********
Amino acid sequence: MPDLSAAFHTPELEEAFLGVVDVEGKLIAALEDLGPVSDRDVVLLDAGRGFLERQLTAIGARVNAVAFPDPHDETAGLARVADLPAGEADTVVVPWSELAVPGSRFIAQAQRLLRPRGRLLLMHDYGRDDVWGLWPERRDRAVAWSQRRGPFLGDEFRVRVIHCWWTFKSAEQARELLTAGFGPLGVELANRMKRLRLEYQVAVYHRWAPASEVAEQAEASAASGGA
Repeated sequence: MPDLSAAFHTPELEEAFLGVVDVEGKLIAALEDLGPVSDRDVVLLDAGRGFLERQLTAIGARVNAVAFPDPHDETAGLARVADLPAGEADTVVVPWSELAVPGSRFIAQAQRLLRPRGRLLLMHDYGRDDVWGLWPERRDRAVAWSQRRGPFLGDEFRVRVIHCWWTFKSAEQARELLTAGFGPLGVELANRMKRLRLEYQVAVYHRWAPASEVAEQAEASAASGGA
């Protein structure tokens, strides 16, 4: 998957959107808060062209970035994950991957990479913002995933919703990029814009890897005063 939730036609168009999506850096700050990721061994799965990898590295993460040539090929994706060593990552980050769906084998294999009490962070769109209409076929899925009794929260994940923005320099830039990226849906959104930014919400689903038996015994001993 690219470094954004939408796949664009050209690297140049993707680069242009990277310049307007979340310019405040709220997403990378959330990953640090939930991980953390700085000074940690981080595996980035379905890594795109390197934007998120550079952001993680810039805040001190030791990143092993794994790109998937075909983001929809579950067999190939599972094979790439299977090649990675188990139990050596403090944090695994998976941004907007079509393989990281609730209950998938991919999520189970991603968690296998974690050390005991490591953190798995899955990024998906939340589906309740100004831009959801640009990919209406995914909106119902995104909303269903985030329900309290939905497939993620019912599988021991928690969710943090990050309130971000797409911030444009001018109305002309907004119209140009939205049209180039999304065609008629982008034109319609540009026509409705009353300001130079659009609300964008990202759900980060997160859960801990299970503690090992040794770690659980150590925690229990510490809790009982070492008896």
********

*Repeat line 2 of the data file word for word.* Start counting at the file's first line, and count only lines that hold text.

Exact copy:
Repeated sequence: MPDLSAAFHTPELEEAFLGVVDVEGKLIAALEDLGPVSDRDVVLLDAGRGFLERQLTAIGARVNAVAFPDPHDETAGLARVADLPAGEADTVVVPWSELAVPGSRFIAQAQRLLRPRGRLLLMHDYGRDDVWGLWPERRDRAVAWSQRRGPFLGDEFRVRVIHCWWTFKSAEQARELLTAGFGPLGVELANRMKRLRLEYQVAVYHRWAPASEVAEQAEASAASGGA